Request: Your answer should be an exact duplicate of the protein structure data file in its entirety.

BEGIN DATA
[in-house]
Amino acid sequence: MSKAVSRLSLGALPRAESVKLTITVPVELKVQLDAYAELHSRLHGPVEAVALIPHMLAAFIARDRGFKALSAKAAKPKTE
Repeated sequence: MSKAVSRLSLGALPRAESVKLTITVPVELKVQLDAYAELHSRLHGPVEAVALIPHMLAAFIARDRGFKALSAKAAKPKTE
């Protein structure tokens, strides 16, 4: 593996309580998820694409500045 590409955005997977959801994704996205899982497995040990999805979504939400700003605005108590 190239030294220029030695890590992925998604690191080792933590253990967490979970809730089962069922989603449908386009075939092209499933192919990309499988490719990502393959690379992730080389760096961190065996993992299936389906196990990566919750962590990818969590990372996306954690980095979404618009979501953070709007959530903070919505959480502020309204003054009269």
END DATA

[in-house]
Amino acid sequence: MSKAVSRLSLGALPRAESVKLTITVPVELKVQLDAYAELHSRLHGPVEAVALIPHMLAAFIARDRGFKALSAKAAKPKTE
Repeated sequence: MSKAVSRLSLGALPRAESVKLTITVPVELKVQLDAYAELHSRLHGPVEAVALIPHMLAAFIARDRGFKALSAKAAKPKTE
């Protein structure tokens, strides 16, 4: 593996309580998820694409500045 590409955005997977959801994704996205899982497995040990999805979504939400700003605005108590 190239030294220029030695890590992925998604690191080792933590253990967490979970809730089962069922989603449908386009075939092209499933192919990309499988490719990502393959690379992730080389760096961190065996993992299936389906196990990566919750962590990818969590990372996306954690980095979404618009979501953070709007959530903070919505959480502020309204003054009269």